p. 83: Symeon the New Theologian, "man indeed becomes truly like a woman carrying a child." n. 10

Cf. Chesterton, The Napoleon of Notting Hill, chapter 1:

"Individually, men may present a more or less rational appearance, eating, sleeping, and scheming. But humanity as a whole is changeful, mystical, fickle, delightful. Men are men, but Man is a woman."

p. 84: St. Isaac of Nineveh, "Your heart is aflame, burns like fire day and night; and so the whole world seems like dust and dung…." n. 11

p. 86: We reach our true identity to the degree that we live in Christ…. We know the abiding power of Christ loving within us by the love we show others.

p. 92: The Spirit is moving lovingly throughout the material world to draw God's embryonic creation in the definitive unity… the body of Christ. … [Athanasius expresses] optimism in a world moving toward an ordered beauty [thus:] "…the Wisdom of God, holding the universe like a lyre, adapting things heavenly to things earthly,… harmonizes them all…, makes one world and one world-order in beauty and harmony." n. 1

p. 93: God the Father utters his creative Word by calling his Spirit down upon the cosmos in a continuous cosmic epiclesis … to divinize matter into spirit.

p. 95: …he would have remained a muted Word in the silence of Calvary if in his "glorification" he would not have sent his Holy Spirit….

p. 96: 1 Cor 3:16, ecclesial not merely individual, n. 2

p. 103: …prayer becomes more an action of yielding to the indwelling Spirit so as to enter into the very movement of triadic life that is present and dynamically exercising its life from within. …let go in the darkness of our inner poverty to be guided by the [p. 104] "luminous-dark" presence of the indwelling Trinity.

p. 110: …what the indwelling Spirit within us reveal is that our proper dignity as children of God consists in our functioning within the body of Christ out of love to serve the whole community.

p. 113: [The Spirit's] unifying force is felt in all technological and medical advances brought about by human beings co-operating with the uncreated energies of God. … [He is also active] in the lives of a man and woman deeply in love who experience this divine, unifying force of love in their conjugal union as they leave selfish eros to find their own beings and to expand by giving without reserve to the other to bring forth in that overflowing energy of life a new life, made to the image and likeness of God himself.

p. 117: The truly charismatic Christian… is a mystic who has been transformed into a living incarnation of God's love for mankind.

p. 120: The eucharist is the centre of all other presences of God toward us. In the eucharist, we touch the basis of all reality, the Holy Trinity….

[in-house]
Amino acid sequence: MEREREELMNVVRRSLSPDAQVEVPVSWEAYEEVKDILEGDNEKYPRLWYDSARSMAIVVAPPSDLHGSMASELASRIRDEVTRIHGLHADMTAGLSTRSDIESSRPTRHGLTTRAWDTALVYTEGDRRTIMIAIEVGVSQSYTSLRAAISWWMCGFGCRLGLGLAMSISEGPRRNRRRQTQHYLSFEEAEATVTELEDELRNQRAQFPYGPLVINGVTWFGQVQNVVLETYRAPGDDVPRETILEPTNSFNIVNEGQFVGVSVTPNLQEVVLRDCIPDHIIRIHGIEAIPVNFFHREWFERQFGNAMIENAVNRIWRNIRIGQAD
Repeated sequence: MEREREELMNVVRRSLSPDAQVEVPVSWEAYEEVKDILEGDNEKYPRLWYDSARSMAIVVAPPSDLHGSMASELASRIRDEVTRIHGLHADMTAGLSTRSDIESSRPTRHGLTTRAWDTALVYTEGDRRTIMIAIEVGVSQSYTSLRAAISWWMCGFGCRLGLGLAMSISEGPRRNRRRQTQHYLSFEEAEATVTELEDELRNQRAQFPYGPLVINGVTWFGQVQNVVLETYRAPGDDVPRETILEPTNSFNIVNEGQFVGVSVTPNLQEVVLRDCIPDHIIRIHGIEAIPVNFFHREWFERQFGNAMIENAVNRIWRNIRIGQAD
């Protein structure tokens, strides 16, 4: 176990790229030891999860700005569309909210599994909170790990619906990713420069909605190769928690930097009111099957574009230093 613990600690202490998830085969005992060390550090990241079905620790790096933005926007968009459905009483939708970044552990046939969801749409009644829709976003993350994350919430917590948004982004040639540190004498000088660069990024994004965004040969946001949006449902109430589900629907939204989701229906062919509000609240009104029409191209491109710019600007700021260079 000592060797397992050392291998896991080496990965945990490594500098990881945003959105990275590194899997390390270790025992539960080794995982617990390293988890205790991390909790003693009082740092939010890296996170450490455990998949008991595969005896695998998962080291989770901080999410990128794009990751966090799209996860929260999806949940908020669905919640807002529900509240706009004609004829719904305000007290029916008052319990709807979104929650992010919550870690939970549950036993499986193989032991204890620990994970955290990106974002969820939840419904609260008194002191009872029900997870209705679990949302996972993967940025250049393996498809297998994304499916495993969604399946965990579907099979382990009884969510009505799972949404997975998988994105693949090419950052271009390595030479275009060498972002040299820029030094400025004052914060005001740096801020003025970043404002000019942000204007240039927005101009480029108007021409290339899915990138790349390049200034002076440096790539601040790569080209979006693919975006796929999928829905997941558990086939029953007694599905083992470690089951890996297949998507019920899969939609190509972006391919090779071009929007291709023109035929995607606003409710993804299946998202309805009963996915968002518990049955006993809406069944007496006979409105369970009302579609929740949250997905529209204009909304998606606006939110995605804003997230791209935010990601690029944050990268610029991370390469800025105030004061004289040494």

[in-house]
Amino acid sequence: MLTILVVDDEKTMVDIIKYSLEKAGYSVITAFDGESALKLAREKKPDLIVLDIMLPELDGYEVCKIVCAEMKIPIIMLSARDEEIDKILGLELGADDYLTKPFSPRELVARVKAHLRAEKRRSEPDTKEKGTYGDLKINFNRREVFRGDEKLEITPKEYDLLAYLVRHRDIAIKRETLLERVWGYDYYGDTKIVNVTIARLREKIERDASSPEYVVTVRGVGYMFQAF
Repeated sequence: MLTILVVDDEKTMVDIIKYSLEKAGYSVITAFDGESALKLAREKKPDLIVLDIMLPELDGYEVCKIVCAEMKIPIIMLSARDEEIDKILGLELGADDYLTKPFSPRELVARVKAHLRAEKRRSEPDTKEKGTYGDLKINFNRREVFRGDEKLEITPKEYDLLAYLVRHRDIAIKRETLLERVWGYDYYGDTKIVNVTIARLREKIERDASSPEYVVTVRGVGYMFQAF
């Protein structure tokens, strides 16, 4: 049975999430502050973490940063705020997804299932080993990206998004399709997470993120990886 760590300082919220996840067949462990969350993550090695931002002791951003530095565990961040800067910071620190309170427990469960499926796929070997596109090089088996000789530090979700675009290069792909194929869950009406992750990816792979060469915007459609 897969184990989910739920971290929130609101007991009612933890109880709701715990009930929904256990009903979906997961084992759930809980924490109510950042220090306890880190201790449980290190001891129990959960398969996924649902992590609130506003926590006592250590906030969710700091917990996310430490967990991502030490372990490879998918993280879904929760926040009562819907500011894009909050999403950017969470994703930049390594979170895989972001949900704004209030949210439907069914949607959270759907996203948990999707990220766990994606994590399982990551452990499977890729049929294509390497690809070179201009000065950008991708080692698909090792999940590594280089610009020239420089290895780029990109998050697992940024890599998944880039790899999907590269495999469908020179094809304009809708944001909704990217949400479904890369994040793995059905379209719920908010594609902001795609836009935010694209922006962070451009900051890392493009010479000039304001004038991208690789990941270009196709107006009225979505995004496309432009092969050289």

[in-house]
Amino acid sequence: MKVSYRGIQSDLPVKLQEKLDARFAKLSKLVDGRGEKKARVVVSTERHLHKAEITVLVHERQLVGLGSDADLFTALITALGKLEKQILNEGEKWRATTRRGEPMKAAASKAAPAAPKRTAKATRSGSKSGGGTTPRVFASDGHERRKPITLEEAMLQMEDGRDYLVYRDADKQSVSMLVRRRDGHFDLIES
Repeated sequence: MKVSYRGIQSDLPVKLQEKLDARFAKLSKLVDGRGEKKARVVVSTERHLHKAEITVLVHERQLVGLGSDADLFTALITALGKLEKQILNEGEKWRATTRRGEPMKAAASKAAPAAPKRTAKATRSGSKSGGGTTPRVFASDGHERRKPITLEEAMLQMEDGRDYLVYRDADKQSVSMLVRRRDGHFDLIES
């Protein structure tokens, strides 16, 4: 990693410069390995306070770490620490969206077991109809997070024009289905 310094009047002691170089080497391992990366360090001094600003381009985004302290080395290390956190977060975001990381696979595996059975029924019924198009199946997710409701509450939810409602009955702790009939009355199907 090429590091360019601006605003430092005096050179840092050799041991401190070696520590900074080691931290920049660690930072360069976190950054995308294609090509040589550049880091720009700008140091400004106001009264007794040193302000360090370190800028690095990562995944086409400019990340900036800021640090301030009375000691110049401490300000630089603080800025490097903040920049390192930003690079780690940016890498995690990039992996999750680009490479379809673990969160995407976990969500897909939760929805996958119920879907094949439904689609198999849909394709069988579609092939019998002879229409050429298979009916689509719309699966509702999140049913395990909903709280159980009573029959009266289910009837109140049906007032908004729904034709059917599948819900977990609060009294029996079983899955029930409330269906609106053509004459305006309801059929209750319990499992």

Cf. Cyril of Alexandria, "Fundamentally the eucharist is a victory…." CITATION?**

p. 123: Gregor of Nyssa, n.3, like bread leavened, the eater becomes the divine nourishment

p. 125: John Chrysostom, "…not merely to look upon him, but even to touch him and to consume him and to fix their teeth in his Flesh and to commingled with him…." n. 4

Recall St. Augustine's words in Confessions X, 27:

Too late have I loved you, O Beauty so ancient and so new, too late have I loved you. You have called to me, and have cried out, and have shattered my deafness. You have blazed forth with light and have put my blindness to flight! You have sent forth fragrance, and I have drawn in my breath, and I pant after you. I have tasted you, and I hunger and thirst after you. You have touched me, and I have burned for your peace.

p. 128: Cyril of Alexandria, "…one by conformity in godliness… and this is a real, physical union." n. 6

p. 130: Hilary of Poitiers, "Christ is in us by his flesh and we are in him, while all that we are is with him in God." n. 8

p. 136: …we become Church when we share the caring love of Jesus for each suffering person we meet.

p. 137: The eucharist is not fully received unless it is lived.

p. 140: …the Church… is to be the resurrected body of God's creation, evolving through history and brought to its completion with our co-operation.

2 comments:

UnBeguiled said...

Who needs all that? Just be good for goodness sake.

Crude said...

Indeed. We have no need of a God to dispense with the worthless eaters. We can exterminate these wretches for the glory of the state alone.

Or for our own personal convenience.

Or because it's fun.

Or because it's tuesday.

We're talking about the same "good" here, ja?